Honk if you’ve had enough of anti-smoker zealotry

Labour poses as a party of the people – its war on smoking parents tells a different story.

Two news stories this week brilliantly capture the schizophrenia of the modern British Labour Party. Through the 50p tax story, featuring a gruff shadow chancellor Ed Balls promising to bring back the 50p tax rate on the highest earners, Labour is posing as a party of the people, a party which speaks for the often hard-up man in the street against the cossetted comfortably-off. But then there’s the story about Labour being desperately keen to ban smoking in cars in which children are travelling, which reveals that far from being on-side with The People, it is contemptuous of us, distrusting our ability to bring up children without poisoning and killing them. It’s this second story which reveals the true heart of Labour today, as a party whose one-time interest in the concerns of the labouring man has long since been eclipsed by a feeling of fear and disgust for that man, and an urge to nanny, nudge and cajole him into living a healthier, blander, more restricted life.

So yesterday, as Balls got nostalgic leftists’ pulses racing (and right-wingers’ temperatures rising) with his entirely pantomime performance as a Reddish politician, the shadow health secretary, Andy Burnham, was busy agitating for a ban on what actual grown adults can do in their own cars. In the name of ‘protecting children from preventable harm’, Burnham has tabled an amendment to the Children and Families Bill, currently in the Lords, which would make it an offence to smoke in a car in which children are present. Even if the windows were open. So if you were having a cigarette during a family drive, and your kids were sat in the back of the car with their windows wound down and fresh air pounding their faces, a copper could stop you, force you to stub out your cigarette, and arrest you if you refused. That there isn’t more discomfort with this proposed empowerment of the state to ‘protect children’ from their parents reveals how deeply embedded the authoritarian mindset has become.

Think about what Burnham is proposing: that the state should have the authority to play in loco parentis against motorists judged to be doing something bad in front of their kids. Never mind the fact that great numbers of us grew up in smoke-filled homes and cars and lived to tell the tale; or that the danger posed by second-hand smoke in cars has been vastly exaggerated; or that smoking’n’driving parents frequently take action to minimise how much smoke their children are exposed to, for example by opening the car windows – none of that matters to a party which fundamentally distrusts parents, and adults in general, and wants greater police powers to tell those parents, in front of their children, that they are doing something wicked. Labour’s thirst to ban smoking in cars with children is an attempted assault on the rights of adults to engage in a legal activity in a vehicle that they own, and also on the authority of parents over their children: it sends the message that the state is a better judge of how children should be brought up than children’s own parents are, which can only have a corrosive impact on the sovereignty of the family and on the command of mothers and fathers over their offspring.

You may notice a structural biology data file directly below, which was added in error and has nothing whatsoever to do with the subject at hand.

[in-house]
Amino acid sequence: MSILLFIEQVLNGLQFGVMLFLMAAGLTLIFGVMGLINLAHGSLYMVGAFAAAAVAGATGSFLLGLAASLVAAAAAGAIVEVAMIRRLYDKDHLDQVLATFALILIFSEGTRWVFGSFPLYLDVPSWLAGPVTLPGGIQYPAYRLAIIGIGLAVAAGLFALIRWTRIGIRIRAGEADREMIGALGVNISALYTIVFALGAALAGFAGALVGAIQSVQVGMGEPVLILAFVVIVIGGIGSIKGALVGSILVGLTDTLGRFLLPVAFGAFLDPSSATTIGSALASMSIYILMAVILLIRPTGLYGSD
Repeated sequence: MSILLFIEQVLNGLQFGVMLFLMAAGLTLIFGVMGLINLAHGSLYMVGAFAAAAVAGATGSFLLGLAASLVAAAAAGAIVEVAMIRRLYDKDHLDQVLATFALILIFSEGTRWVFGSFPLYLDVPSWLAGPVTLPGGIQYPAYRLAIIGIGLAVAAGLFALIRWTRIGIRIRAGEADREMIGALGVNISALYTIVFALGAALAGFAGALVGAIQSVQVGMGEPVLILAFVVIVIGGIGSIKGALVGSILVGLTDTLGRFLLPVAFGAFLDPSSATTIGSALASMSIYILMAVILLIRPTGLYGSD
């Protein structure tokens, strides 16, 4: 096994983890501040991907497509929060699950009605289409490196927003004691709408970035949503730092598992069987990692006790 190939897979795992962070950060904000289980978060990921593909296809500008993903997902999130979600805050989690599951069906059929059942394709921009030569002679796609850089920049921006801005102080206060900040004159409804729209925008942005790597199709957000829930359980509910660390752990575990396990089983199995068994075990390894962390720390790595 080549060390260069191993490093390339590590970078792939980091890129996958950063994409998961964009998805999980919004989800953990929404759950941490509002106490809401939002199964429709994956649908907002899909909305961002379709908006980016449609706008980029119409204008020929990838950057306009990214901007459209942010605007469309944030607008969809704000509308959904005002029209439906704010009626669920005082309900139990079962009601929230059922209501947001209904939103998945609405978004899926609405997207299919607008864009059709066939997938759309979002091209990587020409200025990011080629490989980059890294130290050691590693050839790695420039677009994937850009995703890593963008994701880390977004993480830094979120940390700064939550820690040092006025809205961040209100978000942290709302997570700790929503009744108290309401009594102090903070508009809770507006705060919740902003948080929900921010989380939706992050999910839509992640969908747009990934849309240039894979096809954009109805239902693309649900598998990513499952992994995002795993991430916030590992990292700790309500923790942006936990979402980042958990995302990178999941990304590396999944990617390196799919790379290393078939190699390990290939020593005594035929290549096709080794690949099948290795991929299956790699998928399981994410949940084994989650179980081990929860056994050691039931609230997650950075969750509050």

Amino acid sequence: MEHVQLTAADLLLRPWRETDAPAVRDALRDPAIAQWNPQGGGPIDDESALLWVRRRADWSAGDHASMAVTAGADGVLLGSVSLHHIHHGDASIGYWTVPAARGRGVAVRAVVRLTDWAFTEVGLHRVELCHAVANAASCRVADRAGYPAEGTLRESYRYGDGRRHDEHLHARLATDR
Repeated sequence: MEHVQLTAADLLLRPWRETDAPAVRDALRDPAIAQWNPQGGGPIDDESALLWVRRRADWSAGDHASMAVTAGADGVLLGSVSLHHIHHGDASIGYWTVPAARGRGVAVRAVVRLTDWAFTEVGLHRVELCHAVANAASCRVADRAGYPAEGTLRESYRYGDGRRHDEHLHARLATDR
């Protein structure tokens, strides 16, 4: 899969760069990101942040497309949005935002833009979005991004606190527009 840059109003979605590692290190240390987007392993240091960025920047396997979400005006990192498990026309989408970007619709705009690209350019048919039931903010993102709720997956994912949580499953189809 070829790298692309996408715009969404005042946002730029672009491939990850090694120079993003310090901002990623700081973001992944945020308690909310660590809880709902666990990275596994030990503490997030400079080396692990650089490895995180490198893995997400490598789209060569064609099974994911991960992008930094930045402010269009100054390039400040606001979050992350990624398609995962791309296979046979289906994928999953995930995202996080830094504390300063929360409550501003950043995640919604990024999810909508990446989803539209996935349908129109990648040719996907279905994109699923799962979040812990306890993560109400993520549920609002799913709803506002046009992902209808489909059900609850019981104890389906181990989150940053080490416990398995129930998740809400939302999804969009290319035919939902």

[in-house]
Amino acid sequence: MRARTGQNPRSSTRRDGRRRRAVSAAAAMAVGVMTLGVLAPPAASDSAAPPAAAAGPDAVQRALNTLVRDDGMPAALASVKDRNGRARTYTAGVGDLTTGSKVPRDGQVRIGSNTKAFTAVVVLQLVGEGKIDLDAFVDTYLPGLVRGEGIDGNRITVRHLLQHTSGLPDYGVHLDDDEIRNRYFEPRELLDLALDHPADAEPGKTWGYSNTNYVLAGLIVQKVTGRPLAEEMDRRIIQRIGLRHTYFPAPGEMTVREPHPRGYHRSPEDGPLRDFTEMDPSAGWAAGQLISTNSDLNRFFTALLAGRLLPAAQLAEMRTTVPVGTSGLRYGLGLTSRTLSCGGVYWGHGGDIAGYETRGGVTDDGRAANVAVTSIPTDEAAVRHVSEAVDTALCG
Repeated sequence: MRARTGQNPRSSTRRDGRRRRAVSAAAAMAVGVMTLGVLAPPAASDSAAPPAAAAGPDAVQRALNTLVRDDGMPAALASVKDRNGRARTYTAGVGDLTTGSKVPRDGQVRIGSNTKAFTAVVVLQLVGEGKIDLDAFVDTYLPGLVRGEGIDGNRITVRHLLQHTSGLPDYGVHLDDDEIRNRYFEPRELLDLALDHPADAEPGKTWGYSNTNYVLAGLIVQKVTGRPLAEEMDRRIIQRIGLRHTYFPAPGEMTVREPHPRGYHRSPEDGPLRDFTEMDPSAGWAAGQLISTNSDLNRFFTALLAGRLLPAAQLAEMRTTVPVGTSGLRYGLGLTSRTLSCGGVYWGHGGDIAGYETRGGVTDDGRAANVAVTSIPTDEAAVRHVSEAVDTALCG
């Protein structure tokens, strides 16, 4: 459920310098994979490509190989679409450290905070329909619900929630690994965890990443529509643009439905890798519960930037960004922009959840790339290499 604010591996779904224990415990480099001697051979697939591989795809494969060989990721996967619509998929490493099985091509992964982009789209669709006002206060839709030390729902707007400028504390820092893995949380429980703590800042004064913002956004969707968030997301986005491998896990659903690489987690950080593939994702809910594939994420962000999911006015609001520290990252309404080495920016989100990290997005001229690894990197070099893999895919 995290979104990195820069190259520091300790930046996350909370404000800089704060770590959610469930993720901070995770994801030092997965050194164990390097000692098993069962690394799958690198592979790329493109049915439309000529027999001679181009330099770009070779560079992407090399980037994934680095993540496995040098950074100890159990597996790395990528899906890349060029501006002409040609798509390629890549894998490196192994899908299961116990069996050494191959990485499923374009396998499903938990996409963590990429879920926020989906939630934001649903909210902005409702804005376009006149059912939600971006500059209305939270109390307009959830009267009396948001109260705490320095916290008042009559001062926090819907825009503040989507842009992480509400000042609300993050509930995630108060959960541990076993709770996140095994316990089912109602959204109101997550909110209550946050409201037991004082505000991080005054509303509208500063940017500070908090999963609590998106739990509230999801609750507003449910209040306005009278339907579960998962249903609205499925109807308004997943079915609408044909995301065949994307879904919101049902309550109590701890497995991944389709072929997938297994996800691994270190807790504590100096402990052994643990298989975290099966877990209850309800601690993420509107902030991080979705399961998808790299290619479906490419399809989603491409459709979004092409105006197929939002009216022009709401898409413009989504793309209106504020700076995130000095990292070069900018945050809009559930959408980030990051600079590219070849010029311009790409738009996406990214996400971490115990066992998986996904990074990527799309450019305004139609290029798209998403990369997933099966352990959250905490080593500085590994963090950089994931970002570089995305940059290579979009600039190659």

It also sets a dangerous precedent. If Labour were to be successful in banning smoking in cars in the name of ‘protecting children’ from harm, what would be the next space to be made ‘smokefree’? How about the family home? I’m sure some smokers have a puff in their living rooms, maybe even with the windows closed, while the family is sat around watching TV. Should the state get stuck in there, too, and make it illegal to smoke in any home that has children in it? That would be the logical conclusion to Burnham’s drive to punish smoking parents and save their children. Not content with having colonised our pubs, workplaces, bus-stops and loads of other places with their smokefree ideology, now some politicians want to push even farther, into our cars and who knows where else. It’s becoming increasingly clear that the drive to make more and more bits of Britain smokefree is one of the key ways in which the authority of the state over the dumb plebs is being entrenched and expanded today. It’s a metaphorical land grab by a distrustful state, done under the cynical, see-through guise of protecting workers and children from evil smokers’ morally bad breath.

The idea of ‘second-hand smoke’, which motors most of today’s clampdowns on smoking, is a really depressing one. It encourages us to be wary of our fellow man, on the basis that he might be poisoning us with his toxic emissions, and invites us to buddy up with the state instead and to ask it to protect us from our workmates, our pub friends, even from our own parents. It’s an extraordinarily divisive idea, pitting citizen against citizen and setting up the state as the referee of whom may do what, and where and when they may do it. Labour a party of the people? Do me a favour. It sees us as potentially poisonous creatures, whose behaviour must be more tightly policed in the catch-all name of protecting children from a few puffs of smoke. I’d rather throw my lot in with yellow-fingered, hacking smokers than with these clean-cut bores of Westminster who love nothing more than telling us what we may do in public spaces and, increasingly, in private ones, too.

Brendan O’Neill is editor of spiked.


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